A little fun with InnoDB multi-versioning

Consider the following commands, executed in the MySQL CLI on a new connection with no special preparation (and pay special attention to the execution time):

mysql> show create table t \G
*************************** 1. row ***************************
       Table: t
Create Table: CREATE TABLE `t` (
  `a` int(10) unsigned NOT NULL,
  `b` int(10) unsigned NOT NULL,
  PRIMARY KEY (`a`)
) ENGINE=InnoDB DEFAULT CHARSET=latin1
1 row in set (0.00 sec)

mysql> select * from t;
Empty set (5.20 sec)

mysql> select count(*) from t;
+----------+
| count(*) |
+----------+
|        0 |
+----------+
1 row in set (5.22 sec)

mysql> select * from t where a = 10;
Empty set (0.00 sec)

mysql> select * from t where a < 10;
Empty set (5.35 sec)

mysql> select * from t where a > 10;
Empty set (5.41 sec)

mysql> select * from t where a in (10, 20, 30);
Empty set (0.00 sec)

mysql> select * from t where a > 1000000;
Empty set (0.00 sec)

mysql> select * from t where a > 500000;
Empty set (2.60 sec)

What is happening? Why is it so slow? Why are some things slow and others not?

Looking for the culprit

The SHOW PROCESSLIST doesn’t show anything unusual:

mysql> show processlist;
+----+------+-----------------+------+---------+------+-------+------------------+
| Id | User | Host            | db   | Command | Time | State | Info             |
+----+------+-----------------+------+---------+------+-------+------------------+
|  6 | root | localhost:34840 | test | Query   |    0 | init  | show processlist |
|  8 | root | localhost:34842 | test | Sleep   | 2116 |       | NULL             |
+----+------+-----------------+------+---------+------+-------+------------------+
2 rows in set (0.00 sec)

If we look at the SHOW ENGINE INNODB STATUS there’s a clue: a transaction that’s been busy being evil:

---TRANSACTION 1481, ACTIVE 2183 sec
3487 lock struct(s), heap size 570920, 2001743 row lock(s), undo log entries 11000000
MySQL thread id 8, OS thread handle 0x7fca27ba2700, query id 5000144 localhost 127.0.0.1 root cleaning up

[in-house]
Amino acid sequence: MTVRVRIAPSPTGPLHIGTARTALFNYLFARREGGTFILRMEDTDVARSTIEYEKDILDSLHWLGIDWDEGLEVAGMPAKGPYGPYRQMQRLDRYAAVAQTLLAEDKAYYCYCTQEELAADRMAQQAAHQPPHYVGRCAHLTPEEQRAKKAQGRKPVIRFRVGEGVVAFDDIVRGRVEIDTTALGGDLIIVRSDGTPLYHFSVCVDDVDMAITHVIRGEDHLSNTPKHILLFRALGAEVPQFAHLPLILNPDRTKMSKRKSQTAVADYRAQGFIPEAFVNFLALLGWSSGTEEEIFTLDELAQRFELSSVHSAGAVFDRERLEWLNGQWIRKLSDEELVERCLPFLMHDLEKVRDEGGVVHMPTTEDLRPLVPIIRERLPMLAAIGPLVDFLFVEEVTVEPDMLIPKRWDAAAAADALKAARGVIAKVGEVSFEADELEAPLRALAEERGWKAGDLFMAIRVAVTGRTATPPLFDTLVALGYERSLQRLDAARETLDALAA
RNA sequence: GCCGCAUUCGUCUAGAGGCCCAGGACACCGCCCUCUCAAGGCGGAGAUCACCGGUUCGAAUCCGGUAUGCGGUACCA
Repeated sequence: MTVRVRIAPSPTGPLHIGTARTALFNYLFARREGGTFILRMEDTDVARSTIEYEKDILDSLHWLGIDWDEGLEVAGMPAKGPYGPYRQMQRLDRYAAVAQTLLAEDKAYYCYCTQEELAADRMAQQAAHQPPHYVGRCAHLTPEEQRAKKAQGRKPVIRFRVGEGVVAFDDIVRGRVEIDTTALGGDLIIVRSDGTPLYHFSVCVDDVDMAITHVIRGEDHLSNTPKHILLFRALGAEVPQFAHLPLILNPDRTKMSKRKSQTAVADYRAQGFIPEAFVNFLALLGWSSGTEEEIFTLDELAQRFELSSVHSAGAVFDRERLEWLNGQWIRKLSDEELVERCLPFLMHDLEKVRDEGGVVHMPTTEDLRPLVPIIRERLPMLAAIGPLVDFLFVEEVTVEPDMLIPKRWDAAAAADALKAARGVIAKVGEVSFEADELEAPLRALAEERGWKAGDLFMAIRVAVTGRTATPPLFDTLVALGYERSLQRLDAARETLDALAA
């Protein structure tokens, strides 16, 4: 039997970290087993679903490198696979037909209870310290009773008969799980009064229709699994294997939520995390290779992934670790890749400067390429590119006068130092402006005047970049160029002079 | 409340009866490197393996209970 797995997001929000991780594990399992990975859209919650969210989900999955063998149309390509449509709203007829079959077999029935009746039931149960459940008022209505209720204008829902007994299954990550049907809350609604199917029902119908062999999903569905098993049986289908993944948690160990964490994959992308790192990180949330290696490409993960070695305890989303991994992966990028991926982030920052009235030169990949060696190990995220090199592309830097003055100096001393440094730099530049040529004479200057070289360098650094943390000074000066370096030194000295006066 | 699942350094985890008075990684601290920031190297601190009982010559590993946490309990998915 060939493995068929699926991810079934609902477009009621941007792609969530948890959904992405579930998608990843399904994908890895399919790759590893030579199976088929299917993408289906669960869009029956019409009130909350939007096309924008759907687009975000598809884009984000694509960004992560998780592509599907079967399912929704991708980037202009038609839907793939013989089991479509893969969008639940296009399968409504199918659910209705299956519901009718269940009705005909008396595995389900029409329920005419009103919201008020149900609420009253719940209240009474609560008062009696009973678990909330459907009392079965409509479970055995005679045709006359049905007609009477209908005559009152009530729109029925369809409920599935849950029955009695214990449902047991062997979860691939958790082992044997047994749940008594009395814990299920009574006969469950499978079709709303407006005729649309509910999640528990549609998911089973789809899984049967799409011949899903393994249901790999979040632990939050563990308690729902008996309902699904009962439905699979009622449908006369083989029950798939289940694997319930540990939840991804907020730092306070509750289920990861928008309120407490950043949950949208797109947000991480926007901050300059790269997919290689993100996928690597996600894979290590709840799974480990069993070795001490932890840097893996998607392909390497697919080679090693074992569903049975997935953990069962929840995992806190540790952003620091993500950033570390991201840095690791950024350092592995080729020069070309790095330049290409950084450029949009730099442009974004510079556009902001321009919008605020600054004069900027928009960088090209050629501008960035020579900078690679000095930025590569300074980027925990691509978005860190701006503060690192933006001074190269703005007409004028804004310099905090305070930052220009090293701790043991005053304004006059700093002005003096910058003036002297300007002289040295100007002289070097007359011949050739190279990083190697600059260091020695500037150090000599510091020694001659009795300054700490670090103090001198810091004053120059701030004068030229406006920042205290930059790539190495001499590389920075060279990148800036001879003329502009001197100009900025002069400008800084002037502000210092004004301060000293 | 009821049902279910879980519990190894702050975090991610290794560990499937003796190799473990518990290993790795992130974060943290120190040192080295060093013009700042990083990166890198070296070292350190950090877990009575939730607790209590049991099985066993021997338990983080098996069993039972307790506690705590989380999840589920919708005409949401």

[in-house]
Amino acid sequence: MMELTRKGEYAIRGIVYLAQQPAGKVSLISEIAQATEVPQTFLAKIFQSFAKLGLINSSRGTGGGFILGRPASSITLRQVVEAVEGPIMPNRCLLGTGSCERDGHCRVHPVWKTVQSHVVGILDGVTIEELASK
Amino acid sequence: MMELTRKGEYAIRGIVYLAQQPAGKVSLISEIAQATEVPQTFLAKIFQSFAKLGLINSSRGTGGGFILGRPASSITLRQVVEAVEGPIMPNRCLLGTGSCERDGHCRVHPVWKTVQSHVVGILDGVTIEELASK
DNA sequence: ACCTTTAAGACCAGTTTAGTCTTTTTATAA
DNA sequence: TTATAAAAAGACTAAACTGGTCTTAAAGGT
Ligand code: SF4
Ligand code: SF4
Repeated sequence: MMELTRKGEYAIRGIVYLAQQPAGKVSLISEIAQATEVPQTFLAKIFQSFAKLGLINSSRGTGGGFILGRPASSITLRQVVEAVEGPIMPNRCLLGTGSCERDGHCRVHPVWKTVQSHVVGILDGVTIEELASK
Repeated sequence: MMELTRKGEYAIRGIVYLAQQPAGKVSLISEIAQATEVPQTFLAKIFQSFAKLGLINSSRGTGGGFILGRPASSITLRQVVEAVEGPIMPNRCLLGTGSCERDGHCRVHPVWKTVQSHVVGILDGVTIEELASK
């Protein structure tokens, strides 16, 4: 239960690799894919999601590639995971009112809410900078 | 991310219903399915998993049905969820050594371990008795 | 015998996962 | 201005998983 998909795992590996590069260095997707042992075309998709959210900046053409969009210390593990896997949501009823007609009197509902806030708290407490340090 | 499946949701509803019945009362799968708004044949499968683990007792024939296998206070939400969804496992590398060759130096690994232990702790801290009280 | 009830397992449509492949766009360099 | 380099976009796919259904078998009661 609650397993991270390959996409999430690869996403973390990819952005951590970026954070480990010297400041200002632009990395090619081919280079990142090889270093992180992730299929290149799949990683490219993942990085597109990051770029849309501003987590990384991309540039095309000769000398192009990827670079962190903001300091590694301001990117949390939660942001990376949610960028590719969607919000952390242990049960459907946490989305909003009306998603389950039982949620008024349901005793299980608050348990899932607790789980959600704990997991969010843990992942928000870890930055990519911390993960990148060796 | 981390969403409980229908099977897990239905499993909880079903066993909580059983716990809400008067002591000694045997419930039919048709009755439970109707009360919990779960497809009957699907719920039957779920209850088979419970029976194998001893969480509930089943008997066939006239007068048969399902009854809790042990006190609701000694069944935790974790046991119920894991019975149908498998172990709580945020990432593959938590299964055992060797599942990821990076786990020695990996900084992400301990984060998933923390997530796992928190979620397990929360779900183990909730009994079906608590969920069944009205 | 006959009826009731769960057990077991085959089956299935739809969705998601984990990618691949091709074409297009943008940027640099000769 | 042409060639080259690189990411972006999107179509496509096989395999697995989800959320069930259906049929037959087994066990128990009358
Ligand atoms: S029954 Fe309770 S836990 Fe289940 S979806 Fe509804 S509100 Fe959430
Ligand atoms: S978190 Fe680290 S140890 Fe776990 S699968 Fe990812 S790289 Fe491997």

It also shows up in information_schema.innodb_trx:

mysql> select * from information_schema.innodb_trx \G
*************************** 1. row ***************************
                    trx_id: 1481
                 trx_state: RUNNING
               trx_started: 2014-04-17 01:38:27
     trx_requested_lock_id: NULL
          trx_wait_started: NULL
                trx_weight: 11003487
       trx_mysql_thread_id: 8
                 trx_query: NULL
       trx_operation_state: NULL
         trx_tables_in_use: 0
         trx_tables_locked: 0
          trx_lock_structs: 3487
     trx_lock_memory_bytes: 570920
           trx_rows_locked: 2001743
         trx_rows_modified: 11000000
   trx_concurrency_tickets: 0
       trx_isolation_level: REPEATABLE READ
         trx_unique_checks: 1
    trx_foreign_key_checks: 1
trx_last_foreign_key_error: NULL
 trx_adaptive_hash_latched: 0
 trx_adaptive_hash_timeout: 10000
          trx_is_read_only: 0
trx_autocommit_non_locking: 0
1 row in set (0.01 sec)

How was the transaction evil?

I used the following script to INSERT one million rows, and then UPDATE each row ten times, leaving the transaction open and un-committed:

#!/usr/bin/env ruby

require "mysql"

m = Mysql.new("127.0.0.1", "root", "", "test", 13000)

m.query("DROP TABLE IF EXISTS t")
m.query("CREATE TABLE t (a INT UNSIGNED NOT NULL, b INT UNSIGNED NOT NULL, PRIMARY KEY (a)) ENGINE=InnoDB")

m.query("START TRANSACTION")